How to Commission Artwork


I have had the privilege of working with many, many clients over the years on commissioned artwork - both paintings and scratchboards - of subjects near and dear to their hearts. The subjects have included everything from an oil executive's barrel-racing daughters in action to the agility dogs of friends. Sometimes my marching orders are as simple as "a cougar in scratchboard" or "something African".

No matter what the subject, I follow a standard process with all my clients.

Photos -

The reference photographs are absolutely the most critical element to a commission. Once we've agreed on the subject, I always vastly prefer to take my own photos; I know the light, angles, and intimacy of shots that I will need to create work that will make both of us happy.

IF that's not possible, then I need to obtain as many photographs from my client as possible, and these need to be as sharp, clear, well-lit, and high resolution as we can get. When I can't be there to get the photos, some clients have hired professional photographers to get the reference material; I am happy to provide explicit instructions to another photographer for this purpose.

Above right is an example of a photo which is not usable for artwork: the subject is small in the frame, and the head and neck are poorly lit.

Below left is a much better photo: the subject fills the frame, and the eyes and nose have a sparkle (what photographers call "catchlight"). Below right is also a decent reference photograph; with some post-processing, I was able to add light to the mama bison's face, and in fact this became the basis for a scratchboard commission.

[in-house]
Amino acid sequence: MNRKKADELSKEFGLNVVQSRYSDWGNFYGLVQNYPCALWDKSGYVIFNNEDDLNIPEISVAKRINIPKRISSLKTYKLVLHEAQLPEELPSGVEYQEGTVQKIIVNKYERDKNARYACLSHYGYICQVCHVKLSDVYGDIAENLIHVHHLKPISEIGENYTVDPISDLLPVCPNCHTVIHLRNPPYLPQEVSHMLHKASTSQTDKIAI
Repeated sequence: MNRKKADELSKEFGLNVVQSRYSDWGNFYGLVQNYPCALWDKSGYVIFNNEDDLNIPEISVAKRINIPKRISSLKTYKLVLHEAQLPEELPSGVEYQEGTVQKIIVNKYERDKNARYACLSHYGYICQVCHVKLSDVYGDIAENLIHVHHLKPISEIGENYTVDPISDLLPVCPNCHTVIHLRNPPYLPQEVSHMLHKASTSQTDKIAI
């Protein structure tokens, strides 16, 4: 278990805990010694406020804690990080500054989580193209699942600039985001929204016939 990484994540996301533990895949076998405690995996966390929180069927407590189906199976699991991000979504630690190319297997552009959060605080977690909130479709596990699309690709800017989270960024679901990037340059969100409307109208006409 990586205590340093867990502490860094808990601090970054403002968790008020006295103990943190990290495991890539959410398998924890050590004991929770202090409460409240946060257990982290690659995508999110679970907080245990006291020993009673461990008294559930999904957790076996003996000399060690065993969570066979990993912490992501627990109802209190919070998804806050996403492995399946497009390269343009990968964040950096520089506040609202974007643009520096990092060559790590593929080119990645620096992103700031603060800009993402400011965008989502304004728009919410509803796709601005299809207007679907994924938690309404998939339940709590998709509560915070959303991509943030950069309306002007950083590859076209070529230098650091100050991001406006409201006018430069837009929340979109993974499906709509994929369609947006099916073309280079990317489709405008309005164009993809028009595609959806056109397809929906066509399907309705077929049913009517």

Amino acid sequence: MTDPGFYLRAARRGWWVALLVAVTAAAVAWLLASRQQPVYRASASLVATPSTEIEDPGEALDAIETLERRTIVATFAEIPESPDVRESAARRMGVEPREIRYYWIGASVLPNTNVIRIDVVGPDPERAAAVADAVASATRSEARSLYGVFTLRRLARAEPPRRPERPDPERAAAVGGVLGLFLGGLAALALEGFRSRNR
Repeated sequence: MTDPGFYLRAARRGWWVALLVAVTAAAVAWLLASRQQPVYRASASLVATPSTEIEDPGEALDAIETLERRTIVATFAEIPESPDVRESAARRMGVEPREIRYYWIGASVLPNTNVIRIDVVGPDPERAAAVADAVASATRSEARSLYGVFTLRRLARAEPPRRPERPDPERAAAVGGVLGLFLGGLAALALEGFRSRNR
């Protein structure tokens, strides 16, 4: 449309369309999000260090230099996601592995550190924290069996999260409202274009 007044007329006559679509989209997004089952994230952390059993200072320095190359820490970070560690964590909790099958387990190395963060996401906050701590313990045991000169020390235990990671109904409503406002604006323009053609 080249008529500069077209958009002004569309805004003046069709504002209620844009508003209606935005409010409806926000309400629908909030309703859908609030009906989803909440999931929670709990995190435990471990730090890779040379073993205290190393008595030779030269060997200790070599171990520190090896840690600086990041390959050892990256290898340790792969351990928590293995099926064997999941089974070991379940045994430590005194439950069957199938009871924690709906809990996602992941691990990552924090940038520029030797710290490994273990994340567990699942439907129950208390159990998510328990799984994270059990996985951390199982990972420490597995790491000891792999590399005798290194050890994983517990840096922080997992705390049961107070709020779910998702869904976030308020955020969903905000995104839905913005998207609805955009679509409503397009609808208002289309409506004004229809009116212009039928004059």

Sketches -

Once I have the reference photography in hand, I begin considering compositional ideas, usually through a series of sketches. After I have one or two ideas that I think will make a good work of art, I share the rough sketches with the client for approval.

Sketches can be charcoal roughs (as below left) for a painting, or white chalk on black paper (see below right) for a scratchboard. After the client has approved the sketch, we will agree on a deposit amount and I will start on the final artwork.

Progress reports -

Depending on the size of the artwork (and therefore the time a commission takes to complete), I may photograph the piece as it's in progress and email these to the client. This is particularly applicable when the piece is large and I'm working from client photos of the client's subject(s); I want to make sure we're both happy with the artwork.

Final approval, framing, and shipping -

Once I feel the work is complete, I email an image to the client for final approval. We will decide on framing for the piece - some clients prefer to work with a local framer, and for large pieces it's much safer to ship without the frame. The remainder of the payment is due at this time; if I need to order a frame, I do so, then I have a custom wooden crate built for shipment of the work to the client. All that's left is for the client to let me know that the artwork has arrived safely, then hang and enjoy it.

"Places in the Heart", 36 x 48 oil
"Buffalo Love", 16 x 20 scratchboard

Missoula, Montana

406 . 546 . 2636

Email Me

-- all images on this website copyright (c) Julie T. Chapman --